The Growing Craft Beer Industry

By: Rachel Trainer  
March 16th, 2019

The History of Beer

This Sunday, millions of Americans will celebrate St. Patrick’s Day. A holiday observed by Catholics in Ireland for over 1000 years, people around the world use it as an opportunity to embrace Irish culture. In the United States, the day is celebrated with parades, traditional Irish step dancing, food, and of course, beer.

As you reach for a pint this weekend, you may consider a Guinness, the inky black Dublin-brewed stout that has become synonymous with Ireland and St. Patrick’s Day. Or, perhaps, you prefer one of the many varieties of locally brewed beer available in stores, bars, and restaurants. No matter your taste preference, in today’s craft beer movement, there is no shortage of options. However, that was not always the case.

Brewing in America

Until the twentieth century, a wide variety of beers was available in the United States, as immigrants from many European beer-making countries brought their craft (and drafts) with them.  Although the history of American brewing pre-dates the country itself, Prohibition effectively put an end to the variety of beers available. During Prohibition, many breweries survived by turning to alternative beverage production, such as soda. New breweries were nonexistent and light lagers monopolized the industry.

By the 1970s, less than 100 breweries were active in the United States, and it was near impossible to find different styles of beer outside of imports. This all changed in 1978 when then President Jimmy Carter signed into law a bill legalizing homebrewing for personal enjoyment, effectively allowing beer enthusiasts to create their own home-brewed versions of the different styles of beer traditionally available in other parts of the world.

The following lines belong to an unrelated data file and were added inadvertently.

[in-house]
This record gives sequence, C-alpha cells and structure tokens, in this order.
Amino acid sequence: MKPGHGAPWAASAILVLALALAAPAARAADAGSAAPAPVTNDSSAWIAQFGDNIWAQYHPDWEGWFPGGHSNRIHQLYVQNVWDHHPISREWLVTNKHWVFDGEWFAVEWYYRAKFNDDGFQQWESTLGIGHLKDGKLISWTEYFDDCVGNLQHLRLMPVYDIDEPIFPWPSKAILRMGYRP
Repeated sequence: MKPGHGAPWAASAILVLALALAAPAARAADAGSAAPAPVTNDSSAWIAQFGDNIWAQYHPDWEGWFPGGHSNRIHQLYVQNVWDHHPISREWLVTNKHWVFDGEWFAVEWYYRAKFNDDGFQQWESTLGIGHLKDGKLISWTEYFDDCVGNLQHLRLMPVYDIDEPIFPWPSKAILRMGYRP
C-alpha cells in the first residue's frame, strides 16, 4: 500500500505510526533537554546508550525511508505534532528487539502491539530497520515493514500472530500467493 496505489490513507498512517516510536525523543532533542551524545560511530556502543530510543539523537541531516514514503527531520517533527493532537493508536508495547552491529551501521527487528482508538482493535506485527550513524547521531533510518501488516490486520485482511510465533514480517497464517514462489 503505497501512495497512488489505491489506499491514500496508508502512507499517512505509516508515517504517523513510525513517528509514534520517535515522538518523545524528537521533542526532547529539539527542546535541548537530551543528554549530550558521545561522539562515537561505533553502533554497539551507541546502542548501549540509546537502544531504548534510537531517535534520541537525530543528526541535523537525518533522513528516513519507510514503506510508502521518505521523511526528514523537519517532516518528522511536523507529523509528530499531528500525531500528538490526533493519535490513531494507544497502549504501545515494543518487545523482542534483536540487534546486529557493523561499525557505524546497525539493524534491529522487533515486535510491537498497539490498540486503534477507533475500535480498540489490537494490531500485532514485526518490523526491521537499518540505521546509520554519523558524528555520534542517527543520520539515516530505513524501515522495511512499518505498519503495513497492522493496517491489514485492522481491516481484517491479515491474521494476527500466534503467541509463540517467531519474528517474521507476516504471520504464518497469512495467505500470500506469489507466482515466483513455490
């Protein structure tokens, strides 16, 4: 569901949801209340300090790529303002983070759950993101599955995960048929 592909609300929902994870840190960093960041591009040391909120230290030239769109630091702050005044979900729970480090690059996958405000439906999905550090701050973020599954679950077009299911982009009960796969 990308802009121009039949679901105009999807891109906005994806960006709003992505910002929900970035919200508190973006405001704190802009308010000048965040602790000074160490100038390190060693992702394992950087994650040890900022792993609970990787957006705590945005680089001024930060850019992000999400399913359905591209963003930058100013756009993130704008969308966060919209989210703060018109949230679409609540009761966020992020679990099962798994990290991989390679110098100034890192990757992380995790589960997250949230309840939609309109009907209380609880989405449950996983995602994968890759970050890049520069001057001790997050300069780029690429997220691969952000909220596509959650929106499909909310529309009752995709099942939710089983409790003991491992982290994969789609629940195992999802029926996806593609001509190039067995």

This homebrewing hobby quickly caught on and eventually led to the rise of the craft beer industry. By 1998, just twenty years after legalizing homebrewing, 1,514 craft breweries were in operation in the US. Today, there are more than 7,000.

The Costs of Opening a Craft Brewery

The entire beer industry continues to experience a bit of a transformation. Overall beer sales are slightly declining due to growing options in wine and spirits; however, the craft beer sector has continued to show significant growth in the past 5-10 years. According to the Brewer’s Association, craft brewing contributed $76.2 billion to the economy in 2017 and over 500,000 jobs.

In 2019, 1,000 new breweries are expected to open in the United States. It is neither cheap nor easy to open a brewery. Brewers face several state and federal regulations and specific equipment is required to brew, bottle, package, store, and ship the beer. While microbreweries – those described as brewing less than 15,000 barrels of beer annually, 75% of which is served offsite – require less equipment than larger breweries and brewpubs, they still need to make significant capital investments upfront.

Brewery Equipment Financing Options

When opening a new craft brewery, industry experts suggest initial minimum startup costs of $1 million. Brewing equipment alone can cost anywhere from $100,000 to $1 million dollars for new large production equipment. Add to that the cost of bottling and packaging equipment along with other necessary business equipment, and it becomes clear why the startup costs are rather high. Not all these costs, however, require immediate out-of-pocket capital expenditures. Financing or leasing your brewery equipment makes financial sense, as these options allow you to conserve your capital, which may be used for other business expenditures such as marketing and promotions.

If you are currently in the brewing industry and looking to expand, or just considering opening a brewery, Amur Equipment Finance can work with you to determine the best equipment financing options to meet your brewery’s needs.

About the Author

Rachel Trainer is the Digital Marketing Coordinator at Amur Equipment Finance. In this role, Rachel creates a compelling online customer experience through social media, emails, and website content. 

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